This volume brings together over 25 articles by many of the most important authors who have worked on issues directly related to the theme of religion and globalization. An additional emphasis on culture flags the inclusion of the relation of religion to its wider social context and also permits questioning the boundaries of religion so as to avoid a strong bias in favour of the analysis of institutionalized religion. The key emphasis of the book, however, is the focus specifically on religion, a topic that is still largely ignored in the burgeoning literature on globalization. The articles are divided into five subthemes: theoretical issues; historical approaches to religion and globalization; forms and boundaries of religion; key issues (such as ecology and gender); and regional perspectives.
Contributors: Afe Adogame, Elisabeth Arweck, Lori Beaman, Peter Beyer, John Boli, Gary Bouma, Dave Brewington, George Van Campbell, José Casanova, Paul Freston, Nobutaka Inoue, Laurel Kearns, Otto Maduro, Vasilios Makrides, Meredith McGuire, Vincenzo Pace, Rubina Ramji, James T. Richardson, Ole Riis, Roland Robertson, Marie-Andrée Roy, Shandip Saha, John H. Simpson, James V. Spickard, William Stahl, George Thomas, Bryan Turner, Margit Warburg, and Michael Wilkinson.
Peter Beyer is professor of Religious Studies at the University of Ottawa in Ottawa, Canada. Major publications include Religion and Globalization (Sage, 1994), Religion in the Process of Globalization (ed., Ergon, 2001), and Religions in Global Society (Routledge, 2006).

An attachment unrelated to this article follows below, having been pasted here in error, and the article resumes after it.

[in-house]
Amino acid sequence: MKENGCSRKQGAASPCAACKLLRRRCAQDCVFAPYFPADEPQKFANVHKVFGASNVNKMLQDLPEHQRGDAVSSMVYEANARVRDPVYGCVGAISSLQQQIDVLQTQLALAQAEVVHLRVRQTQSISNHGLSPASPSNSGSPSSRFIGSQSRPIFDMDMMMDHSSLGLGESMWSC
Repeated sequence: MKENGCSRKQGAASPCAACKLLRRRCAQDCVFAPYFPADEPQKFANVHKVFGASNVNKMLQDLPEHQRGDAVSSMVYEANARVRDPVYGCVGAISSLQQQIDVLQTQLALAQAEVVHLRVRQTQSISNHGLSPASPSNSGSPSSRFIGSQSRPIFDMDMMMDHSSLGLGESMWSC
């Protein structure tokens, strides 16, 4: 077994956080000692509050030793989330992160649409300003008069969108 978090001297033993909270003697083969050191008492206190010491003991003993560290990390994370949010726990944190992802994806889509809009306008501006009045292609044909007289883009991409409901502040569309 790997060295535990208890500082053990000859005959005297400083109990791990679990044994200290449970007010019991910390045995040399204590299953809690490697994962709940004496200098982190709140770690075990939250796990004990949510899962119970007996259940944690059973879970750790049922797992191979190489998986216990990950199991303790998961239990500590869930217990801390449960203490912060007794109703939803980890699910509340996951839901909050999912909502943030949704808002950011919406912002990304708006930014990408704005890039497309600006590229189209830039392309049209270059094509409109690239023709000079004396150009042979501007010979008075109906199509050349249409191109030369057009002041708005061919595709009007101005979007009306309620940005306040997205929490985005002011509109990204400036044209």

Lori Beaman is the Canada Research Chair in the Contextualization of Religion in a Diverse Canada and Associate Professor in the Department of Classics and Religious Studies at the University of Ottawa. Major publications include Shared Beliefs, Different Lives: Women’s Identities in Evangelical Context(Chalice, 1999); Religion and Canadian Society: Traditions, Transitions and Innovations (ed., Scholar's Press, 2006); Defining Harm: Religious Freedom and the Limits of the Law (UBC Press, 2007).
The detailed nature of this volume’s arguments and illustrations and its good use of previous literature make it invaluable for graduate students and scholars who want to develop their understanding of globalization beyond a basic introduction to the topic. It deserves a place on the shelf of anyone interested in the interconnection between religion, globalization and culture and would be an important reference in any university library. - Mark D. Chapman, in: Studies in Religion, Vol 39, Iss 2 (2010).
Academic libraries, graduate and undergraduate courses, all those interested in contemporary religion and global realities.